Canberrans face fines of up to $8000 and businesses $40,500 if they fail to follow the chief health officer's directions on self-isolation and business closures, but authorities are currently focusing on encouraging compliance rather than enforcement.
ACT Policing says it has established a taskforce to prepare its front-line resources to be able to respond as demand increases. It says officers are working with businesses to adhere to the new rules.
Meanwhile Access Canberra says it will visit more than 400 businesses this week in a compliance blitz enforcing new restrictions.
The fines apply to anyone who fails to go straight home after returning from overseas, organisers of indoor or outdoor gatherings, and "non essential" businesses that are operating.
Under the public health act, anyone who does not follow a direction of the ACT chief health officer at this time can be fined.
For individuals, the maximum penalty is $8000, while for corporations it's $40,500.
If the business is also a utility company, that maximum fine jumps to $1,620,000.
It does not appear that anyone has yet been fined under the rules.
ACT Police say they have been working with businesses to ensure they are adhering to the rules.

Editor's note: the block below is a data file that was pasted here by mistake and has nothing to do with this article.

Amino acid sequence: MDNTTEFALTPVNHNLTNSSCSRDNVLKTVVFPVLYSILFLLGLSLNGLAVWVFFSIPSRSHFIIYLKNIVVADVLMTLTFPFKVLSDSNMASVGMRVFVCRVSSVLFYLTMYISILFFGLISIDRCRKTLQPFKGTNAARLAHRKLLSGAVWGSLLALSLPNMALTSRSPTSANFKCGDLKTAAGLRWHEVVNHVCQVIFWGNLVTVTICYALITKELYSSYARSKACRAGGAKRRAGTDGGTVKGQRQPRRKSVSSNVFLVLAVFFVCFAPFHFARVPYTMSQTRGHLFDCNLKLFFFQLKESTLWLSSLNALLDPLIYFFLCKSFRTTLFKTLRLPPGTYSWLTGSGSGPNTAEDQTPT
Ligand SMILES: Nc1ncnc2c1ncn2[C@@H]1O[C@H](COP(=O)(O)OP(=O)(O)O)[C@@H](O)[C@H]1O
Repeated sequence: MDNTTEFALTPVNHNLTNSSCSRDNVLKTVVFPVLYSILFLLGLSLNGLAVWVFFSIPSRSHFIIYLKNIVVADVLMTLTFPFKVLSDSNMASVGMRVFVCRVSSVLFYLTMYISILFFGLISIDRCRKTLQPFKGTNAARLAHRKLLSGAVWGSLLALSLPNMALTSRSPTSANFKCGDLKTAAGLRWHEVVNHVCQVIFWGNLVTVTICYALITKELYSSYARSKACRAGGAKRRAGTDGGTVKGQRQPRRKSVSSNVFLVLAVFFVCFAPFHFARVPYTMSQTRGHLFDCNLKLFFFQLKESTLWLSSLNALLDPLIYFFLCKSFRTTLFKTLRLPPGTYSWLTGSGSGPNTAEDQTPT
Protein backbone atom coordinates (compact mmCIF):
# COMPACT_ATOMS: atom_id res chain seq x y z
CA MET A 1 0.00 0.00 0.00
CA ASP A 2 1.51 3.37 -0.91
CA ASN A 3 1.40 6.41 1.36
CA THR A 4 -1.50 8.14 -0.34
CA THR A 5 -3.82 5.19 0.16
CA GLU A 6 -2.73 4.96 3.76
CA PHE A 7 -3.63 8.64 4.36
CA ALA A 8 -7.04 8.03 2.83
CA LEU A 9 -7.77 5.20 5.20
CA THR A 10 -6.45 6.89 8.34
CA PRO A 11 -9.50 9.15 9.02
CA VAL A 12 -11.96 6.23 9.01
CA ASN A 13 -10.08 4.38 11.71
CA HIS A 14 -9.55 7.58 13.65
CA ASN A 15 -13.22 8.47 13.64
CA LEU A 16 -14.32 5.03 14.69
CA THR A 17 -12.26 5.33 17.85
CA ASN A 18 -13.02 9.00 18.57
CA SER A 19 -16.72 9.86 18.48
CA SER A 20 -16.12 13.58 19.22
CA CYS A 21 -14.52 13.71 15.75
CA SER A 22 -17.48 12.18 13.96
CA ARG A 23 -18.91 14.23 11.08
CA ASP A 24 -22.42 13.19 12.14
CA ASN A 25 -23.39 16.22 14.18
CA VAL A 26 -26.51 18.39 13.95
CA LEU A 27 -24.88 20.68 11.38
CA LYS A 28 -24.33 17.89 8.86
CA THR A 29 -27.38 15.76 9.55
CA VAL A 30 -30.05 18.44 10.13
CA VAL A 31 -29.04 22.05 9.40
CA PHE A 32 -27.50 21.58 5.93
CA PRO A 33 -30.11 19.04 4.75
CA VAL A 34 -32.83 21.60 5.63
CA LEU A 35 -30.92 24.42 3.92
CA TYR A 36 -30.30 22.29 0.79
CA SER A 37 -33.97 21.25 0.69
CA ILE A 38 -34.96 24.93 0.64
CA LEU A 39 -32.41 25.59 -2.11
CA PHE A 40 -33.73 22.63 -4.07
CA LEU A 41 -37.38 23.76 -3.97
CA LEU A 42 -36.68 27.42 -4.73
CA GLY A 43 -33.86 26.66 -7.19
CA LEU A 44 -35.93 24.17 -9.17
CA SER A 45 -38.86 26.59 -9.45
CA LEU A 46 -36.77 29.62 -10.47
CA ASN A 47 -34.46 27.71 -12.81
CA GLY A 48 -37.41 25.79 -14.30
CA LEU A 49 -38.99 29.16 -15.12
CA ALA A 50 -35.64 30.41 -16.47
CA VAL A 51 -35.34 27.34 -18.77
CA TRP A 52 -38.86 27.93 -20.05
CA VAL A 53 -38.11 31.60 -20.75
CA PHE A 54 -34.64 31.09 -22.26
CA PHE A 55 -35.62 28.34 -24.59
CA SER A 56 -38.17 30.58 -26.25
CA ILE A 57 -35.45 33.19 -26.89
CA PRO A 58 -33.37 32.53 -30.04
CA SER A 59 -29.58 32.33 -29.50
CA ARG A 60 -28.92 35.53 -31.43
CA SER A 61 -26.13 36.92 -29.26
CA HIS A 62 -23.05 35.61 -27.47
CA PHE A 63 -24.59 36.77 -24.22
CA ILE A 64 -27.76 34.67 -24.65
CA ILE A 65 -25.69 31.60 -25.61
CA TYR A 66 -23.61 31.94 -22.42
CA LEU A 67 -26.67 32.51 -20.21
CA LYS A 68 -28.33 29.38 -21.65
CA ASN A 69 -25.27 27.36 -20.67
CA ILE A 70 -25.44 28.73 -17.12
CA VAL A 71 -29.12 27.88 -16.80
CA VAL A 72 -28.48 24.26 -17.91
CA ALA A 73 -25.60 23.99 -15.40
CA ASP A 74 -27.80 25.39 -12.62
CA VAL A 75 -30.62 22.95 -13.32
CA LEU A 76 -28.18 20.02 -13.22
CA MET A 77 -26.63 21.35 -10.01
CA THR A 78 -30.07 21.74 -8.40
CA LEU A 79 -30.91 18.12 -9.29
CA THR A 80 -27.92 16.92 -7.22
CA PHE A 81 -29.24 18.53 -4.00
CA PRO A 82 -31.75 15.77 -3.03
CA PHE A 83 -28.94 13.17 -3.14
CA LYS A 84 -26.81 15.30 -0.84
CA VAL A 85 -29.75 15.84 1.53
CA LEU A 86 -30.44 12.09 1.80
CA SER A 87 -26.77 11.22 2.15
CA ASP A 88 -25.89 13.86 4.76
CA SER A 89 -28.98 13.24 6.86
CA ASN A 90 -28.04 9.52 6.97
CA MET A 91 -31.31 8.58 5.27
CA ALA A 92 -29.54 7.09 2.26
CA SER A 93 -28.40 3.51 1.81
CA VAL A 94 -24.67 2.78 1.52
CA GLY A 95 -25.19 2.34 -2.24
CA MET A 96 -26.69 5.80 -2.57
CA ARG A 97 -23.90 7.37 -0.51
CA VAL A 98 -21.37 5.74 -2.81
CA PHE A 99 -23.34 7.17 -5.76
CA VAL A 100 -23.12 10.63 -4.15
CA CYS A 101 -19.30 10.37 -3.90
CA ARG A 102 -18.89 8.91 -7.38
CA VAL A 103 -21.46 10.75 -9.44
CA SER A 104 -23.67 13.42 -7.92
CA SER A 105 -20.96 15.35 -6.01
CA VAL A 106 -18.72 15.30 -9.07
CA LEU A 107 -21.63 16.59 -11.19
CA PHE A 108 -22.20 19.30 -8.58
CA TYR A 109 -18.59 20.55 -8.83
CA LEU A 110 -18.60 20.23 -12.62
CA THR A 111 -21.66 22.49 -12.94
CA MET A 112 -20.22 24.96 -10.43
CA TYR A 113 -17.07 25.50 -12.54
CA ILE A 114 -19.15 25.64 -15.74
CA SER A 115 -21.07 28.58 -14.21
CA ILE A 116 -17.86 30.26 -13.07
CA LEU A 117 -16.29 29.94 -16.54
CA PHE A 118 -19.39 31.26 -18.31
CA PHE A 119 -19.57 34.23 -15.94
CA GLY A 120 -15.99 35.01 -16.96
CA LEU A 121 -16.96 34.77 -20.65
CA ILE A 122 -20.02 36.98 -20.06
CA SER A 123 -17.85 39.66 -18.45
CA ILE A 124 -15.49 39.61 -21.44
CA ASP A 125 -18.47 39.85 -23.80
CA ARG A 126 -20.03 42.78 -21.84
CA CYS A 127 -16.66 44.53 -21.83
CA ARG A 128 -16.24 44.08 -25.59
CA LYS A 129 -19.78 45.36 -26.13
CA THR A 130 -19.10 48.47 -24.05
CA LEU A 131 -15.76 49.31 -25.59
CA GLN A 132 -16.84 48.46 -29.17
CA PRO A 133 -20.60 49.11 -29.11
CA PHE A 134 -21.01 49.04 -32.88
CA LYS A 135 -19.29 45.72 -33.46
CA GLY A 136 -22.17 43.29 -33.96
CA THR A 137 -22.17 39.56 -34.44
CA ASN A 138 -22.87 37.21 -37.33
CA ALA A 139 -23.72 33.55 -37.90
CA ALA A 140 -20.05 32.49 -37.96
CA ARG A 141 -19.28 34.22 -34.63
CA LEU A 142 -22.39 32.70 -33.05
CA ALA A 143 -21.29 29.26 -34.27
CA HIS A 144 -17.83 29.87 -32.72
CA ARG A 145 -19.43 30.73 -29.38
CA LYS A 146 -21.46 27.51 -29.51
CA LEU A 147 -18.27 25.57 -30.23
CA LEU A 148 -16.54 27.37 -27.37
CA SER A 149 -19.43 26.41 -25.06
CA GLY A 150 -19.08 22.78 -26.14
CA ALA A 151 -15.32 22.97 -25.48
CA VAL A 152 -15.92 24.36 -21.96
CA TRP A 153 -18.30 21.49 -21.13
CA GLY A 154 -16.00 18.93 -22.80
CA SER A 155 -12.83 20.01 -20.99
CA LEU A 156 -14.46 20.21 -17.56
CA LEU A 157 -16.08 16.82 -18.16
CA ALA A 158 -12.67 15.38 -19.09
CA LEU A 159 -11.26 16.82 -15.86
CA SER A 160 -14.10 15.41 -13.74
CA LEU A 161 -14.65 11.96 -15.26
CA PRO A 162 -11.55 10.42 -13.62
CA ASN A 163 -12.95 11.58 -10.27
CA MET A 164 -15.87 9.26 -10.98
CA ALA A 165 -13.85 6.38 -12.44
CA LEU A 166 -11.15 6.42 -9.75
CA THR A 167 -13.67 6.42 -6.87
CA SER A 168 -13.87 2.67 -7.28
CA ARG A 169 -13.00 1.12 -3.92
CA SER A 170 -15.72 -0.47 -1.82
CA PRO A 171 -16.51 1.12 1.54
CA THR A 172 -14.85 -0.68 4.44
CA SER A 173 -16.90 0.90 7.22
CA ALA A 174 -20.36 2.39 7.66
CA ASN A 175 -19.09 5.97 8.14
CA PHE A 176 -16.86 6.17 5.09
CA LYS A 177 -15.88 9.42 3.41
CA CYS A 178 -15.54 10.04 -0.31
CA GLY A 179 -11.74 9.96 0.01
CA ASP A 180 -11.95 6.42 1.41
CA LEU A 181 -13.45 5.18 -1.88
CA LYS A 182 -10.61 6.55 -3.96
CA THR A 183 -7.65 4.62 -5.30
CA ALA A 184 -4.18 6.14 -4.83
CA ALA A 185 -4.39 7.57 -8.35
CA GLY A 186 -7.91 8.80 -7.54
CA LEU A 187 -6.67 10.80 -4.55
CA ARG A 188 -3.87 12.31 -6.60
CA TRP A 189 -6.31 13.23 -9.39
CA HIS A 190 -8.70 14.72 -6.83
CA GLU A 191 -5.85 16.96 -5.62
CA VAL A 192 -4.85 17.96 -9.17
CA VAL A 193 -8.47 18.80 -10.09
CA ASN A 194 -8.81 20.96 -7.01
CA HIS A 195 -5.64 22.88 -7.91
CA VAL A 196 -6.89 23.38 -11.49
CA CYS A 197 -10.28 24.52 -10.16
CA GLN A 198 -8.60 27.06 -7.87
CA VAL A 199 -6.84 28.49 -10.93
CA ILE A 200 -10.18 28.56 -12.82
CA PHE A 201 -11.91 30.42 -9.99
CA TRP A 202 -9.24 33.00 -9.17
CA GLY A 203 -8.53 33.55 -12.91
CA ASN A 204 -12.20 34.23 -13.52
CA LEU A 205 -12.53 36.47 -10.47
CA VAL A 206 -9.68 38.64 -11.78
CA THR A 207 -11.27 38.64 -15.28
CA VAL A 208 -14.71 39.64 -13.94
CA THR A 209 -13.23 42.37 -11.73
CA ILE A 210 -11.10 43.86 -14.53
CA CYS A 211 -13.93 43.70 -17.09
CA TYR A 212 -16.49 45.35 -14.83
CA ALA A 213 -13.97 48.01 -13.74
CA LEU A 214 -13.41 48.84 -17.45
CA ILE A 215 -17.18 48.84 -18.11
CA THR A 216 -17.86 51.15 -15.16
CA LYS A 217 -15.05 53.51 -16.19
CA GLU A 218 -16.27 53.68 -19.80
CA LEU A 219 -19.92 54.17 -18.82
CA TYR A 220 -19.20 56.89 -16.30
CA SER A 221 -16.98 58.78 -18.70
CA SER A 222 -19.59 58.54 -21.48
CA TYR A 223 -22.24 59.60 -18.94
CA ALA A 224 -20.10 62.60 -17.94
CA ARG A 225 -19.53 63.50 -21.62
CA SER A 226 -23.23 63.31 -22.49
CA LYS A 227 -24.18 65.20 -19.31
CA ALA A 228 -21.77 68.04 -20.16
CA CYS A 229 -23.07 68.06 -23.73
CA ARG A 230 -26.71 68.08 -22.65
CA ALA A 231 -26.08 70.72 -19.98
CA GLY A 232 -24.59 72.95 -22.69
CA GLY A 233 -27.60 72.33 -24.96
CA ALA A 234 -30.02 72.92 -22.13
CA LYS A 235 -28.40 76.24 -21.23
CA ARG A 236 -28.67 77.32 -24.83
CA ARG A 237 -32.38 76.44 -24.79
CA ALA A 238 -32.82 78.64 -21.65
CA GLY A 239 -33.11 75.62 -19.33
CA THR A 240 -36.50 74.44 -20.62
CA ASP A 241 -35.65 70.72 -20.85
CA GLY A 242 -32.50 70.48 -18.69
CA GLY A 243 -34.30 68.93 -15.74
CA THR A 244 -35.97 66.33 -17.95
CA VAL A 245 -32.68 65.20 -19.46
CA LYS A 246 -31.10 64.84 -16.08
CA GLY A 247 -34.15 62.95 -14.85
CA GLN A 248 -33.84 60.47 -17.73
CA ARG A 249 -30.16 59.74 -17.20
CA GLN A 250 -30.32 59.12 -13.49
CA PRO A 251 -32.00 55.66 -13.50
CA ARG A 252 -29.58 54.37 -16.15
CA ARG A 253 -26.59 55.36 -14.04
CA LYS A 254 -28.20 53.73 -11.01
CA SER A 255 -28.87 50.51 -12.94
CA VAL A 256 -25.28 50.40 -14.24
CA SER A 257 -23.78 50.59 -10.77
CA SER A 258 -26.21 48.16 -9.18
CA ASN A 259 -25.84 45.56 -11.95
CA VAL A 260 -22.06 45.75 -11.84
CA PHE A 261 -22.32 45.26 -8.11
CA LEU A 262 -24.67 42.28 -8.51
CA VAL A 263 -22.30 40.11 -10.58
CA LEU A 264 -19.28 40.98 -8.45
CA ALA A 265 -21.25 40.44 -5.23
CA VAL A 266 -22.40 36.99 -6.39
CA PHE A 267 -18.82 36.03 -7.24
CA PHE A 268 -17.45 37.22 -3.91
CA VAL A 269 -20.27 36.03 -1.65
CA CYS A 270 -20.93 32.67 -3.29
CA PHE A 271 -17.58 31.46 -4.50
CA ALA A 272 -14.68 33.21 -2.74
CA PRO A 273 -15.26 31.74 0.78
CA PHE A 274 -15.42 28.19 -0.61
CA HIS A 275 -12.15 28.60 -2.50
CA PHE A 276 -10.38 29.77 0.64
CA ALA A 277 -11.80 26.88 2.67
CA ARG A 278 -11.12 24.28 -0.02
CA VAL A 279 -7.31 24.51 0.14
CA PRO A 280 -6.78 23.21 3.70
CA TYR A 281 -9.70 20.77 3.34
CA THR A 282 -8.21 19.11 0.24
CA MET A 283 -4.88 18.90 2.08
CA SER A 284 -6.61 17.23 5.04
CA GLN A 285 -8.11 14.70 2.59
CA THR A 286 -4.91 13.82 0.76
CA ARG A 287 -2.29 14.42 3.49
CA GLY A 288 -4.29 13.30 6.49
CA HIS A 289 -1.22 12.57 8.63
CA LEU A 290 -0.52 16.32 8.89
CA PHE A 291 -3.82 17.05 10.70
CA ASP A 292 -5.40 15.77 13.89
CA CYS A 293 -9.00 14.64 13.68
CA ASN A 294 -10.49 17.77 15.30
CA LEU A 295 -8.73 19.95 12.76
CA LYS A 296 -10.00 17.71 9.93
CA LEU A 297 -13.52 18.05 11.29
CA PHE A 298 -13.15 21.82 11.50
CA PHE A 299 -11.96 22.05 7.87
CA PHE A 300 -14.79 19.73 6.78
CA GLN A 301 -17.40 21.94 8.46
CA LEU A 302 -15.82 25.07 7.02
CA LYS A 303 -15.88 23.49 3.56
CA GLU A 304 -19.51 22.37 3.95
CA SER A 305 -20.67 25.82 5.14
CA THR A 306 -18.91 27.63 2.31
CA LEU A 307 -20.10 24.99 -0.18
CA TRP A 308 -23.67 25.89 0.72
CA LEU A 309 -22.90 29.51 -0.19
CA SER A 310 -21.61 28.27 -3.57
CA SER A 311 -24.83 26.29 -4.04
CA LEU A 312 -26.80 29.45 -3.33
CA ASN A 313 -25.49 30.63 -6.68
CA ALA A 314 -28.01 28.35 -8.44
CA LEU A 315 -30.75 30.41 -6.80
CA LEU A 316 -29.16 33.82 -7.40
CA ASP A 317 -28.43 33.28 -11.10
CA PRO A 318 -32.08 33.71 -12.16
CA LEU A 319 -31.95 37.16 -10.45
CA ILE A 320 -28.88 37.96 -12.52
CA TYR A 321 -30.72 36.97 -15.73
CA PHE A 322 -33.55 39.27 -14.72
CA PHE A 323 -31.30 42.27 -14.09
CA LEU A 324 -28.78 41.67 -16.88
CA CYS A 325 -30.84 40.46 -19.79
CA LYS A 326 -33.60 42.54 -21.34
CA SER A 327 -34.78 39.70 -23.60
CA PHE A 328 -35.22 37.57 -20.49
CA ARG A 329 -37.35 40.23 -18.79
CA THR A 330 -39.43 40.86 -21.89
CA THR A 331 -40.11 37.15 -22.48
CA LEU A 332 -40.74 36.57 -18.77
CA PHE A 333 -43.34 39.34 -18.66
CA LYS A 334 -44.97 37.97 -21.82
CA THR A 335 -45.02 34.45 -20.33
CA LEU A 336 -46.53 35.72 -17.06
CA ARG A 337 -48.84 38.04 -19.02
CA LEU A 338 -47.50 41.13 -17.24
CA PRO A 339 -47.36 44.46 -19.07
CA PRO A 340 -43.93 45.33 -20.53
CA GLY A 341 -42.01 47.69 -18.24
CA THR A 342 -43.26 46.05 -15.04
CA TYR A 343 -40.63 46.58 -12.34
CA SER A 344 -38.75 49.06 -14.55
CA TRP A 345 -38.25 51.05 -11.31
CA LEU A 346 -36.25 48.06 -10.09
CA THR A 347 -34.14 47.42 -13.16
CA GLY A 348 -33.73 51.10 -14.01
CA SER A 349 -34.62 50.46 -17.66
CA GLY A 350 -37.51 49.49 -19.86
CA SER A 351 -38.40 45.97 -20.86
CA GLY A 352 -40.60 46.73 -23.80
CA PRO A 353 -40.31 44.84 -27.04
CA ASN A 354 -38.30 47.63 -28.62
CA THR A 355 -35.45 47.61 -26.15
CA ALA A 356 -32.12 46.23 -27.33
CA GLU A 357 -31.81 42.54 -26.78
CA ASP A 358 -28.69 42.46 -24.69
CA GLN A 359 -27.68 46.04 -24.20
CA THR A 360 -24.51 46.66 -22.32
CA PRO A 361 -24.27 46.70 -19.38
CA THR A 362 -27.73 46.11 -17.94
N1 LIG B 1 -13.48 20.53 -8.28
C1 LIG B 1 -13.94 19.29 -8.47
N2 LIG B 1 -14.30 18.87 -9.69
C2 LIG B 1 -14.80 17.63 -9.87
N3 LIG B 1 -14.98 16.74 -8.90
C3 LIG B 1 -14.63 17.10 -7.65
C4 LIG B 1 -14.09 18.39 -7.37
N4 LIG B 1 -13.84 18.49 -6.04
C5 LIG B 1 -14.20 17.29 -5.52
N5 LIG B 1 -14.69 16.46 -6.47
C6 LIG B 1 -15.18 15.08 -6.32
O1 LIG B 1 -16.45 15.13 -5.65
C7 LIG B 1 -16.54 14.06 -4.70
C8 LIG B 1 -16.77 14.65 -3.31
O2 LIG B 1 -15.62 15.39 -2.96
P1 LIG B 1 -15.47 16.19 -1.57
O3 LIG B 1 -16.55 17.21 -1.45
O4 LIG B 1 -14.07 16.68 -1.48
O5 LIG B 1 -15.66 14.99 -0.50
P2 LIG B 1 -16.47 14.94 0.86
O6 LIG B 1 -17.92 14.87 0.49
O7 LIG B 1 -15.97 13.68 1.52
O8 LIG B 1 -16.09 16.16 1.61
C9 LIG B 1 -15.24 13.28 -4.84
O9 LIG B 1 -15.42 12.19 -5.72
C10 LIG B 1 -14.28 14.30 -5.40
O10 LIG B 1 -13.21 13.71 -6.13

"Non-essential" businesses that must close include bars, pubs, cafes, gyms, nightclubs, casinos, and places of worship.
Cafes and restaurants are able to open for takeaway only.
As of midnight those restrictions will extend to foodcourts, open homes and beauty salons.
Hairdressers can remain open but can only see each client for up to 30 minutes.
An ACT Policing spokesman said officers responding to reports of an indoor or outdoor gathering will encourage compliance before considering enforcement of the penalties.
"However, officers may gather evidence for potential regulatory action in the future," he said.
"Over the weekend, ACT Policing attended several local venues and encouraged compliance with the ACT COVID-19 directions."
A dedicated business hotline has been established as part of the ACT government's local response. This line is 6205 0900.
The spokesman said police have established a taskforce to ensure a 24/7 police response was provided as demand due to COVID-19 grew.
"As needed, this taskforce will be able to redirect available resources to support ACT government and the community, by ensuring such things as compliance with health directions and a readiness to respond to any future government decisions," he said.
Access Canberra said its officers visited more than 100 businesses on Tuesday.
"We note that some businesses on Monday evening were finalising preparations for closure, such as having final staff meetings and undertaking stocktaking arrangements," an Access Canberra spokeswoman said.
A three-month commercial liquor permit will be extended to businesses to sell takeaway alcohol, provided they are in sealed containers.
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